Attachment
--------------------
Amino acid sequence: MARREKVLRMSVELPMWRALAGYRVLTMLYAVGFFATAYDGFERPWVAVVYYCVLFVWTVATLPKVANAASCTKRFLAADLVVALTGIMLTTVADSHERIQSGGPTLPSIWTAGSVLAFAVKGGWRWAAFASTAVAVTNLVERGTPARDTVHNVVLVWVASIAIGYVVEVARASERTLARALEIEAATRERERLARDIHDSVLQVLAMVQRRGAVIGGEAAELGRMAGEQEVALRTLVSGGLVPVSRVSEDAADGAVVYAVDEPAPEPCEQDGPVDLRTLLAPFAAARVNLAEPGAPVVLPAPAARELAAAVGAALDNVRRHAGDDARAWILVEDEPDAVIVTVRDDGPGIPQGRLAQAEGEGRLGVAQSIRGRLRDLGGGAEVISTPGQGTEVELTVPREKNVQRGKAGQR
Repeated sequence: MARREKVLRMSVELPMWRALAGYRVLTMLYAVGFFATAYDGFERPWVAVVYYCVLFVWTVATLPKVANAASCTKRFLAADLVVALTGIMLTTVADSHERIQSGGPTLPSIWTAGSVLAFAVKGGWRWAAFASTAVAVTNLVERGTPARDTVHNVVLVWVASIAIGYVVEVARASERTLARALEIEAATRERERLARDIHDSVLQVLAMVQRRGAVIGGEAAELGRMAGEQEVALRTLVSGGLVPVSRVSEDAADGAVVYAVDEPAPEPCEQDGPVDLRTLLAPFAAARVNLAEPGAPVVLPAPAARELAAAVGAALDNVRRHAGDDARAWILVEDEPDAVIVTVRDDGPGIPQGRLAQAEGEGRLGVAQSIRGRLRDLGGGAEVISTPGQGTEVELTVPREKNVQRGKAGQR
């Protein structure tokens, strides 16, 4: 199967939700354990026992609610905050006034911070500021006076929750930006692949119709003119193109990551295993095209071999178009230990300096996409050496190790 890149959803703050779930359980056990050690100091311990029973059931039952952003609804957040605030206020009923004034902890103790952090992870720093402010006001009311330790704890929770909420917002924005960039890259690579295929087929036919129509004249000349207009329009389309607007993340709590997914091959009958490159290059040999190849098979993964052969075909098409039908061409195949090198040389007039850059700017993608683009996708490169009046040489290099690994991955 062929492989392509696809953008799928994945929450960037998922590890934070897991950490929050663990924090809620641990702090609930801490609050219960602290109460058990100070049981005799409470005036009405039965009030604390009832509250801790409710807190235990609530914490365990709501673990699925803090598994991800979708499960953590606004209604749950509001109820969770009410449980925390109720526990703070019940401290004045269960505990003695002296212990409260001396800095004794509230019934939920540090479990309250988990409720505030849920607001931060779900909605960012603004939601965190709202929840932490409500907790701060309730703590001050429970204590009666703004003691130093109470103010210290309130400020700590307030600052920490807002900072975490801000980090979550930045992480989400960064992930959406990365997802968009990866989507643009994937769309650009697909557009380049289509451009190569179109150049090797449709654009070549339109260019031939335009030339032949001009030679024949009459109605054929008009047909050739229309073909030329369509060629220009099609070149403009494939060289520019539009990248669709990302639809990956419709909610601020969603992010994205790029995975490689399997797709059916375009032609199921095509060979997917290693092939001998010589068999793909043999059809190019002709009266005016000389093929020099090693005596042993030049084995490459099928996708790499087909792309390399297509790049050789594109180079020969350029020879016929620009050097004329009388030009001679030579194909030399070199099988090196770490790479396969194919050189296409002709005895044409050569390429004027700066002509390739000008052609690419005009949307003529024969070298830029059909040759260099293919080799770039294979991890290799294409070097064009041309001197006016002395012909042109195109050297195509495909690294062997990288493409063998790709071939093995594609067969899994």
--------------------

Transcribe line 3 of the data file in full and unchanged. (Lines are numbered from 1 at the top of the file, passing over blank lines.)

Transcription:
């Protein structure tokens, strides 16, 4: 199967939700354990026992609610905050006034911070500021006076929750930006692949119709003119193109990551295993095209071999178009230990300096996409050496190790 890149959803703050779930359980056990050690100091311990029973059931039952952003609804957040605030206020009923004034902890103790952090992870720093402010006001009311330790704890929770909420917002924005960039890259690579295929087929036919129509004249000349207009329009389309607007993340709590997914091959009958490159290059040999190849098979993964052969075909098409039908061409195949090198040389007039850059700017993608683009996708490169009046040489290099690994991955 062929492989392509696809953008799928994945929450960037998922590890934070897991950490929050663990924090809620641990702090609930801490609050219960602290109460058990100070049981005799409470005036009405039965009030604390009832509250801790409710807190235990609530914490365990709501673990699925803090598994991800979708499960953590606004209604749950509001109820969770009410449980925390109720526990703070019940401290004045269960505990003695002296212990409260001396800095004794509230019934939920540090479990309250988990409720505030849920607001931060779900909605960012603004939601965190709202929840932490409500907790701060309730703590001050429970204590009666703004003691130093109470103010210290309130400020700590307030600052920490807002900072975490801000980090979550930045992480989400960064992930959406990365997802968009990866989507643009994937769309650009697909557009380049289509451009190569179109150049090797449709654009070549339109260019031939335009030339032949001009030679024949009459109605054929008009047909050739229309073909030329369509060629220009099609070149403009494939060289520019539009990248669709990302639809990956419709909610601020969603992010994205790029995975490689399997797709059916375009032609199921095509060979997917290693092939001998010589068999793909043999059809190019002709009266005016000389093929020099090693005596042993030049084995490459099928996708790499087909792309390399297509790049050789594109180079020969350029020879016929620009050097004329009388030009001679030579194909030399070199099988090196770490790479396969194919050189296409002709005895044409050569390429004027700066002509390739000008052609690419005009949307003529024969070298830029059909040759260099293919080799770039294979991890290799294409070097064009041309001197006016002395012909042109195109050297195509495909690294062997990288493409063998790709071939093995594609067969899994």